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I can’t seem to escape autonomous cars at the moment.

Google’s proposal for a slightly comical self-driving pod certainly grabbed plenty of headlines. Chances are you don’t sit on the fence on this one: you’re either excited or concerned about the dawn of driverless cars. Here at TG, as you’ve probably read, we’re very concerned.

And this is where Audi steps in?

This weekend it hopes to capture the hearts of car enthusiasts - the party most likely to be turned off by autonomous vehicles - by sending an RS7 completely shorn of humans around the Hockenheim circuit as a warm-up for the DTM finale. It’s aiming for a sub-2 minute lap.

TG got a sneak preview. And by that we mean ‘we checked it won’t bugger up and have a big accident’. We were, if you will, crash test dummies.

Though hopefully without the ‘crash’ bit.

We certainly hope so. First though, a bit of background. Audi has been working on autonomous cars for ten years. The first fruits of this labour appeared in 2009, when a TT was tested on Bonneville’s salt flats before hurling itself up the Pikes Peak hillclimb.

Development has been fastidious since, and in around three years we’ll see such tech on the next generation A8. It will be able to park itself and drive in traffic completely unaided.

But isn’t this technology we’ve already got?

That’s the question we ask Horst Glaser, Audi’s chassis development boss. “The driver has to put his hand on the steering wheel with current systems so the driver is always responsible”, he says.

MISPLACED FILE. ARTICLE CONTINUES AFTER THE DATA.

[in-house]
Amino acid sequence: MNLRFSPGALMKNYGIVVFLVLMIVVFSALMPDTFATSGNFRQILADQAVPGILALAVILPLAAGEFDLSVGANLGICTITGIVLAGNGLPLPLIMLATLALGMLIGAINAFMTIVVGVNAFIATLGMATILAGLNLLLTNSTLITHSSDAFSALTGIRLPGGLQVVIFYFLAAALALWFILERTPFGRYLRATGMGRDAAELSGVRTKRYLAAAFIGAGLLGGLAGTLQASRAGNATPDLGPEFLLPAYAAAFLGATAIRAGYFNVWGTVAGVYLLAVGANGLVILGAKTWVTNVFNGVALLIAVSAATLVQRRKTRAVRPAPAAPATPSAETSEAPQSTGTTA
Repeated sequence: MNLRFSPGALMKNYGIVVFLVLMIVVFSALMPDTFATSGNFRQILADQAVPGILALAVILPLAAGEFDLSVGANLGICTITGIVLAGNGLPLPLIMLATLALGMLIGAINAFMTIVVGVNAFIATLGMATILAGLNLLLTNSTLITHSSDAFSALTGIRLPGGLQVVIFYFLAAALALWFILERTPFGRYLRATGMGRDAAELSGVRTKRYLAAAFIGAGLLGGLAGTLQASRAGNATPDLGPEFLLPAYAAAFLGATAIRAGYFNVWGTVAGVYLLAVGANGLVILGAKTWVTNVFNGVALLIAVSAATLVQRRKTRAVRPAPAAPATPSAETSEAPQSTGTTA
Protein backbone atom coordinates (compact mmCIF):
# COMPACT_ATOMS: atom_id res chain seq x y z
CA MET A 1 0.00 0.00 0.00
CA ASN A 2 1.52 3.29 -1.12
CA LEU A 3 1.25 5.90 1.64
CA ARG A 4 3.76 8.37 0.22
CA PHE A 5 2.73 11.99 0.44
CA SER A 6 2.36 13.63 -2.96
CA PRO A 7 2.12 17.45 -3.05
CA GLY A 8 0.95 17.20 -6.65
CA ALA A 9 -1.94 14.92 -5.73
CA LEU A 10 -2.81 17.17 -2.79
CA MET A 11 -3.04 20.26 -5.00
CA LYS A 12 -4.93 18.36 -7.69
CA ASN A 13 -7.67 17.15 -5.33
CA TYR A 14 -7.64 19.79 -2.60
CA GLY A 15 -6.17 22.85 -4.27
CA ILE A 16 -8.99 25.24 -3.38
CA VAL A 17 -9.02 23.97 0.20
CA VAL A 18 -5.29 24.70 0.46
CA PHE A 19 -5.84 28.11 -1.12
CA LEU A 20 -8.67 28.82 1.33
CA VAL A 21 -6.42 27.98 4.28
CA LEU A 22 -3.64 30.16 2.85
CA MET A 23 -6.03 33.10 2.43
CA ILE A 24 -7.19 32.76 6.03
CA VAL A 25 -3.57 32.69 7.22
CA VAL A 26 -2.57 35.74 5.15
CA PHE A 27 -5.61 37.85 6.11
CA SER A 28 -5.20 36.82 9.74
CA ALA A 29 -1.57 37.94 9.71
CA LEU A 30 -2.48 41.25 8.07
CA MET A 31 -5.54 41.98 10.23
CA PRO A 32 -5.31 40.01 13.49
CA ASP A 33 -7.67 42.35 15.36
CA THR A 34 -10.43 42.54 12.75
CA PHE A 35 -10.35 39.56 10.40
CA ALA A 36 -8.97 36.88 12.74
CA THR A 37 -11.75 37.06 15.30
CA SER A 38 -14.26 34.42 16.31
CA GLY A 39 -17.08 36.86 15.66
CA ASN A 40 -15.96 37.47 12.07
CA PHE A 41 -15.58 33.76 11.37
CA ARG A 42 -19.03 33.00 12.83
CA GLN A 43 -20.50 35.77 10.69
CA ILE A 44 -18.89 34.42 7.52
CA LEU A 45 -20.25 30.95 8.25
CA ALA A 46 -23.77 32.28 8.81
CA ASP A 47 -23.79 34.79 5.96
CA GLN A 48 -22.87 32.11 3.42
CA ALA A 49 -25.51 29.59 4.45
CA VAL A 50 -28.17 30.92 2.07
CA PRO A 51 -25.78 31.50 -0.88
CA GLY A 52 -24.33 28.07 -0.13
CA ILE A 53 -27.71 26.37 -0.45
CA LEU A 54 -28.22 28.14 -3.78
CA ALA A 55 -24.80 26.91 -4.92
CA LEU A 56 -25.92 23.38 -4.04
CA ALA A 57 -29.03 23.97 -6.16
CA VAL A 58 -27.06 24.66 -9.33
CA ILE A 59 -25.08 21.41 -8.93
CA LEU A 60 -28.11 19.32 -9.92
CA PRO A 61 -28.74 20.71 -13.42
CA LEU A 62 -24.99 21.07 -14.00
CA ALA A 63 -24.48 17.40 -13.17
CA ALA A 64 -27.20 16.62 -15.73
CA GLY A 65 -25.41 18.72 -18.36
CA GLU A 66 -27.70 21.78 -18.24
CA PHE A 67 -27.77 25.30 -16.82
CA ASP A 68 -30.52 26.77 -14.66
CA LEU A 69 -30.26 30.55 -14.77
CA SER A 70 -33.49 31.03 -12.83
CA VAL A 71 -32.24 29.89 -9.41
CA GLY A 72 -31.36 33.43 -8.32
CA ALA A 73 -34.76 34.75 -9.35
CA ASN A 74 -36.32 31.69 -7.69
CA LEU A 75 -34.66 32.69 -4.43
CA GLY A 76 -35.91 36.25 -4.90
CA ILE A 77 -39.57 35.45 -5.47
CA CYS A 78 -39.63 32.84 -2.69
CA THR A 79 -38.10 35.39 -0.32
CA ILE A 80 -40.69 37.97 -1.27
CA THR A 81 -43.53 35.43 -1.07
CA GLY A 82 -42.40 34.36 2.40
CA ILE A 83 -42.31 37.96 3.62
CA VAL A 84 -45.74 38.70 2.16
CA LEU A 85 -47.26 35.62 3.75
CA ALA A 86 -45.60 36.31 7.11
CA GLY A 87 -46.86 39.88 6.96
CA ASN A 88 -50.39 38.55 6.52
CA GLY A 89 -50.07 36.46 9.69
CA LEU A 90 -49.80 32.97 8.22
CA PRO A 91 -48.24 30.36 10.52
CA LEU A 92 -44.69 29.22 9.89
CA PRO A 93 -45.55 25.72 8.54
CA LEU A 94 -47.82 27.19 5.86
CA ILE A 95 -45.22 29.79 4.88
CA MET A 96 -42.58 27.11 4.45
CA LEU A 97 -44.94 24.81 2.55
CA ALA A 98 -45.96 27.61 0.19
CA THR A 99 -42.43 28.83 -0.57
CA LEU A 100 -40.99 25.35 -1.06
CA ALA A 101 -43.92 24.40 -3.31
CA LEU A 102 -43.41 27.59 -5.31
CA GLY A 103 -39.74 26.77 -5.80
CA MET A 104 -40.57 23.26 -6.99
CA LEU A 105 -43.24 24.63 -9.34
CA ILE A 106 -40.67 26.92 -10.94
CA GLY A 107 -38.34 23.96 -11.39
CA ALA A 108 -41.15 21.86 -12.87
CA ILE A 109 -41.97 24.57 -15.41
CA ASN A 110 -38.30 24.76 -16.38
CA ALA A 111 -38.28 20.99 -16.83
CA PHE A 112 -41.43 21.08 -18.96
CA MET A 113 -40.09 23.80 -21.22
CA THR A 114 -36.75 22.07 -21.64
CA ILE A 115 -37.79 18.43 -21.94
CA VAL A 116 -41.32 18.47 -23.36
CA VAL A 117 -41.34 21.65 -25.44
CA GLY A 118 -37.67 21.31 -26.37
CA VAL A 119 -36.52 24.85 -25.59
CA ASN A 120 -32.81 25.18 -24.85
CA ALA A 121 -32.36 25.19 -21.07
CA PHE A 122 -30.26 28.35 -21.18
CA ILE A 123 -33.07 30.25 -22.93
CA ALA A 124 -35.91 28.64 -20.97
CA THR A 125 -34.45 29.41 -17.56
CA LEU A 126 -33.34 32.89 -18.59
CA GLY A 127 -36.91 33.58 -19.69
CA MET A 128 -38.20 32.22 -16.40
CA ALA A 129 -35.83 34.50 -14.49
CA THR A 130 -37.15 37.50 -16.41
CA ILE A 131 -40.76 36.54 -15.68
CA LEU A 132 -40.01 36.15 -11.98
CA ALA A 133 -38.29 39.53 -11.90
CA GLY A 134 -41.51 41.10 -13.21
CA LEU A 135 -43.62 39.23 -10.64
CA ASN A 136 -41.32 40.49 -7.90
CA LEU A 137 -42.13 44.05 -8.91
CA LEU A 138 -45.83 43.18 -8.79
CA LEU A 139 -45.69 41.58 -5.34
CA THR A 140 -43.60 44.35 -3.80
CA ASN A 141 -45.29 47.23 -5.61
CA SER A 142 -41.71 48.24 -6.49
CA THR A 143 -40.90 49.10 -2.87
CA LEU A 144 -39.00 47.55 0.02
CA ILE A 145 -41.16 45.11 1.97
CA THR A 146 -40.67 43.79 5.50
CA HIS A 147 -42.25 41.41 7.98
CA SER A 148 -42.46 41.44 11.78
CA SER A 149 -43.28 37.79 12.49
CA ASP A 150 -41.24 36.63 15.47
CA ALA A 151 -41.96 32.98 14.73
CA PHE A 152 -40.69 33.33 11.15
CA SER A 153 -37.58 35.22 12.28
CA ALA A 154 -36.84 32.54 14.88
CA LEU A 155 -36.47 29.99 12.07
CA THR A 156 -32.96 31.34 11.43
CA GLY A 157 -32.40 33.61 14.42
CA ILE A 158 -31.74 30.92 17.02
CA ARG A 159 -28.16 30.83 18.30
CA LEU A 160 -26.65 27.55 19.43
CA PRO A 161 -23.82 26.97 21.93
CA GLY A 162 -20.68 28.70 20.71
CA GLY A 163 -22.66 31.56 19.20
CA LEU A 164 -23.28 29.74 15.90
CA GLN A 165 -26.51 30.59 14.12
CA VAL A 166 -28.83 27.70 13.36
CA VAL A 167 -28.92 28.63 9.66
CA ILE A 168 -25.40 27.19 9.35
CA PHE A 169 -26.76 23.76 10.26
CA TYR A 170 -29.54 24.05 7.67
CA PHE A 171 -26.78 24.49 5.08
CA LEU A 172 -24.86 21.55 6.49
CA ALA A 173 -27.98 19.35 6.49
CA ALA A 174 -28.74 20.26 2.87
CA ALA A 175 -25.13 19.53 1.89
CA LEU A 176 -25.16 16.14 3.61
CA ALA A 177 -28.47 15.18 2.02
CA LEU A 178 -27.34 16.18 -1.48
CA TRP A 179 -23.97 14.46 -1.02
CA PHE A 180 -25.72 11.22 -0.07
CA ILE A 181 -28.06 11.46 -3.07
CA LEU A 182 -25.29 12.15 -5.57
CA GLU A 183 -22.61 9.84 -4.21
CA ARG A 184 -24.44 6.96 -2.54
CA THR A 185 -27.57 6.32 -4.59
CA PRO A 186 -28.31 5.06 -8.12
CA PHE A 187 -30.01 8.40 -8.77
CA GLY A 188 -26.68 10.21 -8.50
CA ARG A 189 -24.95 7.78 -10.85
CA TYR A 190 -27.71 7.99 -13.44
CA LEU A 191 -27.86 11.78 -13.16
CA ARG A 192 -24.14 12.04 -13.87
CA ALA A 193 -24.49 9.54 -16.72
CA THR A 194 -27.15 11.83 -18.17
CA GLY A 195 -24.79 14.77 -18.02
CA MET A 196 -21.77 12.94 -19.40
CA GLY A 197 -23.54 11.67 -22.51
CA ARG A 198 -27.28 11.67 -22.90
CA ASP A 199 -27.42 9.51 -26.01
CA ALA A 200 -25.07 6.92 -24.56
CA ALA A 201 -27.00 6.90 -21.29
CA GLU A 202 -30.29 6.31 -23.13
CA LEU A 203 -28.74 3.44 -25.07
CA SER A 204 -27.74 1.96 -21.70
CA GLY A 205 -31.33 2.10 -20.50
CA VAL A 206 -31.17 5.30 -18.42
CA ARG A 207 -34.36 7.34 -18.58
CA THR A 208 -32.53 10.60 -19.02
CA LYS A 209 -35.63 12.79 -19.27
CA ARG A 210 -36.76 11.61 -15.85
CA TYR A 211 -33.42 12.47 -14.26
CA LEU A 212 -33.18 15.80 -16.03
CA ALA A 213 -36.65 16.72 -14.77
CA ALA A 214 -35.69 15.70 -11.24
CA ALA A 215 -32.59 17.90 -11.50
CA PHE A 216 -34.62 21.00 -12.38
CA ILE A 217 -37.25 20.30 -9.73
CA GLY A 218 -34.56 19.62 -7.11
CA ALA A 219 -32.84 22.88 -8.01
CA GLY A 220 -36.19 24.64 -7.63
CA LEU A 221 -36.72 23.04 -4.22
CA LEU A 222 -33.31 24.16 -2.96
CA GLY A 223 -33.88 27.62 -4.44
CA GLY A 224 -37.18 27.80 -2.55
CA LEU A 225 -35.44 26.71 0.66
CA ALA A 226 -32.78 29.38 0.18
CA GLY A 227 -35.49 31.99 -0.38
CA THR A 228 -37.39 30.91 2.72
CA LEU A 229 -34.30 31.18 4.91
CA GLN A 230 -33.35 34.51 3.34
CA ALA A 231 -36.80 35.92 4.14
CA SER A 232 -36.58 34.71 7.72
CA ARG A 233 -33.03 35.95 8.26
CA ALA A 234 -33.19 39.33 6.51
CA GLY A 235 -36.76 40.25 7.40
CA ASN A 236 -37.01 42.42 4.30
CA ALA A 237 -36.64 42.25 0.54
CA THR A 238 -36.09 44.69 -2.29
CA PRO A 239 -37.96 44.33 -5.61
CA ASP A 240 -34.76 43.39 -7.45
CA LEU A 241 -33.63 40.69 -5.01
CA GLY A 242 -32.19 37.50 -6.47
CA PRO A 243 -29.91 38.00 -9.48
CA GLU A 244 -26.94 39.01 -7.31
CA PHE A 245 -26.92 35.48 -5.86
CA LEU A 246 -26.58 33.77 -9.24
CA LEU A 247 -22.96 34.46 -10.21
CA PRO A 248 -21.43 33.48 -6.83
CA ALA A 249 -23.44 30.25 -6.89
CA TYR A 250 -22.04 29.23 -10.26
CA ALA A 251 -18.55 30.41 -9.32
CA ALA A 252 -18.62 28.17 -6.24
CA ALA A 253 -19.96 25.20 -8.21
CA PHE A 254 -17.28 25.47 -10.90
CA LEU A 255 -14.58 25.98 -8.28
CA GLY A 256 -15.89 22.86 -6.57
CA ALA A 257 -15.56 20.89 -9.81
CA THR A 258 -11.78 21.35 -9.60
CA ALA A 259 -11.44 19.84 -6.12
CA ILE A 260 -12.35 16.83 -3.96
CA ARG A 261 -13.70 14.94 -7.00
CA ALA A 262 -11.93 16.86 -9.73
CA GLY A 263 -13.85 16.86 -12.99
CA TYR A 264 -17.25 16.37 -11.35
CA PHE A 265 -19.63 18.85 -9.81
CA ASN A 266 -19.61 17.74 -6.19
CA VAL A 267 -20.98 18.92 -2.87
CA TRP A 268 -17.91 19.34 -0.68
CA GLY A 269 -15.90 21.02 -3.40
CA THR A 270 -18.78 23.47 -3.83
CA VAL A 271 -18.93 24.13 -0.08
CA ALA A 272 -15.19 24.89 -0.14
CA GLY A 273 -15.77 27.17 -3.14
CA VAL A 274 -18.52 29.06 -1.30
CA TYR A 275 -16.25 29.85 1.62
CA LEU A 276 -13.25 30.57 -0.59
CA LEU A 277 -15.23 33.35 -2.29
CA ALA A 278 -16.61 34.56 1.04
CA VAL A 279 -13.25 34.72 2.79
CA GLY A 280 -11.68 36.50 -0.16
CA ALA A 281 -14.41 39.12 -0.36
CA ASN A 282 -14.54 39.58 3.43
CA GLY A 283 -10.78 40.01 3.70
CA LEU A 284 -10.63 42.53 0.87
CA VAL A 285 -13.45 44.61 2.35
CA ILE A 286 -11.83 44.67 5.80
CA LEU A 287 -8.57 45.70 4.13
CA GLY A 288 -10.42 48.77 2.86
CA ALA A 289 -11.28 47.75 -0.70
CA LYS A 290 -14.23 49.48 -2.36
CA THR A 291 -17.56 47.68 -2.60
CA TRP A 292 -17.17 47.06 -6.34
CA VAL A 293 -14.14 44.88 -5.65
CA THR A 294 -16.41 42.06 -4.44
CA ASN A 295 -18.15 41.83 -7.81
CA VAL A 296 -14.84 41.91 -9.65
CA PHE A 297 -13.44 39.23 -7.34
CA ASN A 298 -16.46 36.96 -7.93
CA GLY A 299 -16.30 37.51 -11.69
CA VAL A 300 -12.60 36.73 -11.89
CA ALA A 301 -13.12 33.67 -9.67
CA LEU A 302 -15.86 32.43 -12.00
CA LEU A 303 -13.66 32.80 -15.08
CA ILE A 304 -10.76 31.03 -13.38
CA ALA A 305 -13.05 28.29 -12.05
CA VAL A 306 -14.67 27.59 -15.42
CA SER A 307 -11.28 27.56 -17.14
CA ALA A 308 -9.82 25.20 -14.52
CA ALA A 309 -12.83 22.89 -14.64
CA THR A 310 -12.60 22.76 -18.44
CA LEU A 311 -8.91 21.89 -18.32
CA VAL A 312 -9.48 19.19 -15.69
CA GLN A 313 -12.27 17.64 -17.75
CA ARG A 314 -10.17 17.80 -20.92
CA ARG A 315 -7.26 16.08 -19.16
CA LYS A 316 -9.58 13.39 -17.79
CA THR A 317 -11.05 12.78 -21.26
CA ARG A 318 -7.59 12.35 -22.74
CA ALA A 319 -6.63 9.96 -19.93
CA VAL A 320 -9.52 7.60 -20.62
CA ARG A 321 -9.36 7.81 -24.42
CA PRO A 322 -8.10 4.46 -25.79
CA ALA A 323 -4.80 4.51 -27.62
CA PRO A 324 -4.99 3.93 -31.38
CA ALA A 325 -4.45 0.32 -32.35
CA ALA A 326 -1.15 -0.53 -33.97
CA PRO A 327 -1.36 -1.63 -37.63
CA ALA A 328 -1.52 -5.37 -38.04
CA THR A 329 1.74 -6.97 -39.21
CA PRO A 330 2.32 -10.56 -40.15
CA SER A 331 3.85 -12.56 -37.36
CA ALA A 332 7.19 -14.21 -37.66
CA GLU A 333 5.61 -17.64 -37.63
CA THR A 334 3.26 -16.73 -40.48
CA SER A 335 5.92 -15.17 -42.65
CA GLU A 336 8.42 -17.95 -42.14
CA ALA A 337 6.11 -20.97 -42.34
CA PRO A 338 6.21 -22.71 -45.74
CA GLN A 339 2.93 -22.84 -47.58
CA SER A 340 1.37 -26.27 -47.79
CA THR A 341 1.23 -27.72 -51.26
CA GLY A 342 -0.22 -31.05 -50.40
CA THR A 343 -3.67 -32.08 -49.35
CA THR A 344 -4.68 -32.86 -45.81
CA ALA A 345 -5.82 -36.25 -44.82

“With piloted functions, the car takes the responsibility. It steers and brakes itself and makes emergency stops if necessary without the influence of the driver. The big challenge we have is to make sure the car always does the right thing.”

How will Audi do this?

His team are working on the creation of a ‘brain’. While current generation cars have a bunch of ECUs individually dealing with separate functions, an autonomous car requires one, central ECU - essentially replicating the human brain - that handles every one of the car’s functions. With them all together in one place, this brain can then decide which action is most appropriate in a given scenario.

The ‘brain’ works in tandem with a central sensor unit, essentially the car’s bearings, which act as an indicator of the car’s balance. “They speak to each other and compare each other, and if there is a different calculation result the car will shut down,” says Glaser. “It will hand back to the driver and if the driver doesn’t react the car will slow down and stop by itself.”

If the car senses a discrepancy, the driver has ten seconds to take control otherwise it coasts itself to a halt. Very ED-209, you’ll agree, though slightly less violent.

What about the fully automated experience Google’s shown us?

Climbing in and having a sleep, coming home after six pints or sending the car out to pick the kids up from school is still some way off yet.

“Maybe that’s a goal for the future” Glaser tells us, “but in our opinion that’s not possible now. There must be an infrastructure beyond the car itself”. This includes the introduction of car-to-car communication and some real development of the legal situation, specifically accident liability, surrounding autonomous cars.

So what about this RS7?

The car about to drive me around Motorsport Arena Oschersleben in northern Germany has been lapping all day, cutting its times as the track has dried and its intelligence has increased. This is rather intimidating, as first I have to set my own lap time to compare against the clever-clogs car.